John Foxx and the Maths: Stanley Theatre, Liverpool


John Foxx brings his Maths and wave upon wave of synth sonics to Liverpool. Getintothis’ Michael Booth bears witness to an electronic pioneer as vital as he’s ever been.

While the university’s adjacent venue played host to Jessie J and a legion of female fans it would be fair to say that John Foxx attracts predominantly those of the opposite sex.
Although the age range was considerably broader, with a pleasing mix of early Ultravox devotees standing shoulder to shoulder with young fans of the resurgent electronic movement.
There was a genuine sense of occasion as Foxx has been far from prolific as a live performer during his career and has often spoke of his dislike of the touring lifestyle, even citing it as one of the reasons for his departure from Ultravox
In many ways the reserved Dennis Leigh created the Foxx persona to deal with the demands of being on stage.
If Foxx did have any pre-gig nerves they looked to be instantly dispelled as the opening track Shatterproof tore out of the blocks. Betraying his 64 years, Foxx delivered a visceral performance with a perfectly twisted vocal accented by sharp angular physical movements and thunderous backing. The tone had been set.
Behind him stood synth archivist and musician in his own right, Ben ‘Benge’ Edwards, surrounded by a bank of electronic drum pads and he provided the live component of the evening’s percussion in an understated but commanding way.
Stage left, stood Hannah Peel, and she came into her own on He’s A Liquid from Foxx’s iconic Metamatic album.
Peel played the main synth line on her electric violin and the effect was as stark and tortured as on the original record. Immediately Metamatic sounded as vital as it did back in 1980. Completing the outfit was Serafina Steer to stage right and she did a fine job on bass and keyboards throughout the night.
The set list continued to jump back and forth in time with each song, the Metamatic material providing a perfect foil to the Interplay tracks.
The warm electronic fuzz of Evergreen was swept away up by the relentlessly ardent A New Kind Of Man, only then to be doused by the blithe Watching A Building On Fire.
Metamatic‘s opening track, Plaza was also performed with the same level of eerie detachment that made it originally so compelling and it was on these types of tracks that the video wall behind the band came into its own, providing hauntingly stark imagery of cityscapes to complete the experience.
Much to the crowd’s pleasure the set list also included two Ultravox tracks, Hiroshima Mon Amour and Just For A Moment which really hung in the air, the latter visibly striking a chord with the audience.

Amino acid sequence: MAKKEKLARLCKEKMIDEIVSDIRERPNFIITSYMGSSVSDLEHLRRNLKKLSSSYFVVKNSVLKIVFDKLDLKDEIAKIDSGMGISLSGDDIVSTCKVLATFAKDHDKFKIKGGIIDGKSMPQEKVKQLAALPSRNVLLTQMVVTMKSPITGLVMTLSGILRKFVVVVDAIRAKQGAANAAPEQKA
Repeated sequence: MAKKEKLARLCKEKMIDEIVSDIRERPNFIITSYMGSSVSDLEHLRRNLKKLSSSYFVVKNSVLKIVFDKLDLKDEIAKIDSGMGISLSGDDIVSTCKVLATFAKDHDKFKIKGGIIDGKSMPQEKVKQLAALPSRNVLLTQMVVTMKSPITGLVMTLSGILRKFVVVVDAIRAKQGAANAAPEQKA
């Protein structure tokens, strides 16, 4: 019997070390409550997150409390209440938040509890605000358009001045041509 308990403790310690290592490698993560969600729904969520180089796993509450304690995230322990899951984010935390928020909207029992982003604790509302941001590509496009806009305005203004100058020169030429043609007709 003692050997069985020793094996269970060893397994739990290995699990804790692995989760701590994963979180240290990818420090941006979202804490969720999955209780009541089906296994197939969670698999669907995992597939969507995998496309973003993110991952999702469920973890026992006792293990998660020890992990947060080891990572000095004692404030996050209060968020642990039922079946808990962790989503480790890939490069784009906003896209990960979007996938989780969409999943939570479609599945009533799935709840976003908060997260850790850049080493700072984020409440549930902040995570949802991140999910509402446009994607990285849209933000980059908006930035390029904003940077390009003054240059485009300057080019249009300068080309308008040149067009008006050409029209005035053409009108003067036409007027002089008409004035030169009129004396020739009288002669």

For younger listeners it was a tantalising glimpse into how it might have felt to be there first time round and for those that were came cries for more, with Young Savage being requested on more than one occasion.
The band gave the Interplay album good coverage throughout with the inclusion of the title track plus Summerland and The Running Man. It was clear that the younger part of the audience were very au fait with this material and it was very well received.
Foxx and Co ramp proceedings up with Catwalk, a wonderfully trashy number also from Interplay which boasts an irrepressible electronic riff. More than any other this track underlined Foxx’s legitimacy and relevance as a contemporary music-maker.
Even Foxx‘s original material was given a fresh twist and the main set ended with arguably his most Ballardian track of all; Burning Car a song which wasn’t included on Metamatic but released as a single during that period and perhaps more than any other embodies the aesthetic Foxx was striving for. A killer track, it was delivered in spades providing an exhilarating finish.
The band performed two tracks during the encore – Good Shadow, a quiet and intimate track which closes Interplay. In many ways it was the perfect choice to illustrate the full circle Foxx has made since embarking on his solo career over three decades ago.
Inevitably Underpass is left til last – the single for which he is most widely known. Chart success had been a fleeting thing and there were smiles from the Foxx faithful in seeing this flagship track performed live with such vigour 30 years after the fact.
John Foxx is now heralded as one of the founding fathers of the modern synth movement and it is only right that his contribution is being recognised but at the same time the youthful ebullience witnessed at this gig in many ways renders that statement inappropriate.
Foxx continues to be someone at the forefront of modern electronic music and it was a real privilege to have been present.
The Maths, as with Foxx’s other long-time collaborator, Louis Gordon, were an essential part of that and this was very much a perfect ensemble.
Pictures by Matt Thomas.
Getintothis talks to John Foxx pre-Liverpool gig.
John Foxx exclusive remix for Getintothis.




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